How to survive a school field trip...

When the day finally came to go on the field trip, I was joined by two other parents and eight kids to help cook these meals in the fort’s “kitchen” – which consisted of a large open fire pit and several cast iron Harry Potter-like cauldrons.  Did I mention that I was dressed in an old Russian outfit I found at Goodwill the day before?  I just love to cook over an open flame with a billowing rayon skirt – it just keeps me on my toes.


I had slept very little for at least a week prior to the trip, spending my evenings pre-chopping things and cooking all the meals I had to make to familiarize myself with the food – and I have to admit, I was kind of bitter.  I thought back on my mom’s existence and longed for the good old days when school was school and home was home.


But being there at the fort, I felt nothing but gratitude.  Of course it’s not okay that schools don’t get the money they need, but that’s the reality.  By holding onto a “I shouldn’t have to be doing all this” attitude, I wasn’t be able to see the wonderful experience I was actually having.   Sure, my mom had a ton of free time, but look what I got to do – I had an amazing experience with my son, I got to know his wonderful classmates and the other awesome parents there and I can now cook Russian food over a fire for a large group of people.  I will remember this trip forever, but will my mother remember all the free time she had?  Does she still have all the tube tops she bought or even a cursory Facebook relationship with the dry cleaner?  Let's hope not.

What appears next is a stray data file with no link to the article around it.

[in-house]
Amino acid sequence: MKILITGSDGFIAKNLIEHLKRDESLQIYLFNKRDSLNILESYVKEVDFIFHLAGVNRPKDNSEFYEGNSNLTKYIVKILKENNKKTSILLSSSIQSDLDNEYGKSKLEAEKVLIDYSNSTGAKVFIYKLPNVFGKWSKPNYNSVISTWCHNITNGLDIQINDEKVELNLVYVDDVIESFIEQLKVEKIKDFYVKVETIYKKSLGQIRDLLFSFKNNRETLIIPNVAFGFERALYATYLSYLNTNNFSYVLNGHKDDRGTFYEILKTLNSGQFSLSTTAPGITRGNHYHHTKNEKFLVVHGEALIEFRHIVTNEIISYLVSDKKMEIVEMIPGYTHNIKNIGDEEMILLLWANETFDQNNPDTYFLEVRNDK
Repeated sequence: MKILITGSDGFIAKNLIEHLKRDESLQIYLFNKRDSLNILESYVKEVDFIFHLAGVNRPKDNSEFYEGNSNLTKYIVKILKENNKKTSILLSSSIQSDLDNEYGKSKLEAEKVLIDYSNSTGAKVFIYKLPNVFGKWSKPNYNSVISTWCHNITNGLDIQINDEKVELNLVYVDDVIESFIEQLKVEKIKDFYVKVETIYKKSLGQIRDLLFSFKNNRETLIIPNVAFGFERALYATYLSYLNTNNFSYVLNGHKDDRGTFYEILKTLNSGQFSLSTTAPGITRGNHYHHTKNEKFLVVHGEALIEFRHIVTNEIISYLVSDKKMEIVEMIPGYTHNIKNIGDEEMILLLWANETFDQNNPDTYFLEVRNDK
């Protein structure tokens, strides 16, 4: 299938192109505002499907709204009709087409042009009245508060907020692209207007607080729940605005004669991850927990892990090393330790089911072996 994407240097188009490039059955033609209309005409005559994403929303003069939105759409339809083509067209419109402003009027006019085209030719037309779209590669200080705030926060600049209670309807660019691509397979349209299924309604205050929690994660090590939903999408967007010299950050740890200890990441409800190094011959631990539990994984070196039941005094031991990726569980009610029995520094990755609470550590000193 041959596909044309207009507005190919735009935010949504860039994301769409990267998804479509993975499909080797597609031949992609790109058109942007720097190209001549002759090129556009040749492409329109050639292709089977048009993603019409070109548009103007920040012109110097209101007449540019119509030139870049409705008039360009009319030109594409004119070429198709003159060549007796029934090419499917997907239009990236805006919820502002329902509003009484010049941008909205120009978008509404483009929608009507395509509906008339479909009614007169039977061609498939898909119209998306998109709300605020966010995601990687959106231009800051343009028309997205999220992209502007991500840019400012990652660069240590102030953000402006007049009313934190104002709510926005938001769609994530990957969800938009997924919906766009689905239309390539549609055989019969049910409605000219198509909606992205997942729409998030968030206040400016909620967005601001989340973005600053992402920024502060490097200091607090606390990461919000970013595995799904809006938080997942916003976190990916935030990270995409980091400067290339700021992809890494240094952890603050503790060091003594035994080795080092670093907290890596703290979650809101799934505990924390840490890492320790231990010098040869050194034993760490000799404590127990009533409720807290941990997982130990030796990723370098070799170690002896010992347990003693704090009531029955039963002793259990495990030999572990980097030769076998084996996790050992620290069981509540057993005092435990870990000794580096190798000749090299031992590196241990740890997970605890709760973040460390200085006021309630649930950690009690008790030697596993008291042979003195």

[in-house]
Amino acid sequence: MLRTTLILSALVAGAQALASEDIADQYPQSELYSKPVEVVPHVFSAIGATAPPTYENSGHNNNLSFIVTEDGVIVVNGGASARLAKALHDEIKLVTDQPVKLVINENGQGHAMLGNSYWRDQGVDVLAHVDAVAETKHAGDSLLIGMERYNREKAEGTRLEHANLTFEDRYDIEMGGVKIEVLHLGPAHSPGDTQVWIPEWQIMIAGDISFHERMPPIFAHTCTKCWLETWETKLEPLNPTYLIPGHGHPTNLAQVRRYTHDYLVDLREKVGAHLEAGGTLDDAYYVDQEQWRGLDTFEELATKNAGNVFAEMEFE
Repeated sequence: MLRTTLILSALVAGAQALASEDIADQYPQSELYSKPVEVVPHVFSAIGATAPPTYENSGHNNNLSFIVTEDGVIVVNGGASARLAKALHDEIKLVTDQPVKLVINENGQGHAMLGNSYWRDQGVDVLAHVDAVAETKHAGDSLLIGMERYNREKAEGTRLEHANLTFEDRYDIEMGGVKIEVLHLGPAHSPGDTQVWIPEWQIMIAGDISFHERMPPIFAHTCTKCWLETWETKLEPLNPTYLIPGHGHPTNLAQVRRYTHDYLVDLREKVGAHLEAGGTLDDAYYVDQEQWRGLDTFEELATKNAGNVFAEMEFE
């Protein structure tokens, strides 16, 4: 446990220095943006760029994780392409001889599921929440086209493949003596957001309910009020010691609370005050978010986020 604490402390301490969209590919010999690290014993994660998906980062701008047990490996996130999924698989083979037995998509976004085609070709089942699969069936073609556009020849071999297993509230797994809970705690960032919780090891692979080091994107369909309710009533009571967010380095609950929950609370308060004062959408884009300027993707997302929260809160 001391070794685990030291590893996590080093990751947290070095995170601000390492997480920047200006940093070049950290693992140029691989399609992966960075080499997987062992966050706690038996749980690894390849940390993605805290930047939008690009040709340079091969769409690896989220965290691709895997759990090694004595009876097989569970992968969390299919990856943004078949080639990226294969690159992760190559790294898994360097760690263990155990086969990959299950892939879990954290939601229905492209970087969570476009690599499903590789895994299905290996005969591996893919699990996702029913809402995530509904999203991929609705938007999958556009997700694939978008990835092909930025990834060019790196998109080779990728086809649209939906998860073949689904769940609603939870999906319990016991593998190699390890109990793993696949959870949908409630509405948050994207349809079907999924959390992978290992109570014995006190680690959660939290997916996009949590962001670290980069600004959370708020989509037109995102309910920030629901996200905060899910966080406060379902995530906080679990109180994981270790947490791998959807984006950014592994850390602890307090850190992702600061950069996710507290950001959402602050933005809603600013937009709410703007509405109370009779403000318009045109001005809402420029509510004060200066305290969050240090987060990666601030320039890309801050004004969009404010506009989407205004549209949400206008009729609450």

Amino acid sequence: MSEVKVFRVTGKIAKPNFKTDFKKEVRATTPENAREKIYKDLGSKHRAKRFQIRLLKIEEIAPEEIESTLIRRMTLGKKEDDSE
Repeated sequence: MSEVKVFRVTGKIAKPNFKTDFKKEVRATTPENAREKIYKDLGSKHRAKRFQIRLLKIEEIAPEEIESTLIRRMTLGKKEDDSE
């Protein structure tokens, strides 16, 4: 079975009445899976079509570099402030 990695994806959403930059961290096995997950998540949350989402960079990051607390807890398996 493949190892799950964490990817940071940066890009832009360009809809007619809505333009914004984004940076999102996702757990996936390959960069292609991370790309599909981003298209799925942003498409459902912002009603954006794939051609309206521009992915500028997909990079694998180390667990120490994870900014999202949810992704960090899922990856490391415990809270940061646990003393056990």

So I was glad to be Olga.  I was glad to be on the field trip and happy that school life and home life are no longer two separate universes.   And I was glad that a child felt comfortable enough with me to wake me up in the middle of the night to help her.


And I was really glad she didn’t throw up on me.

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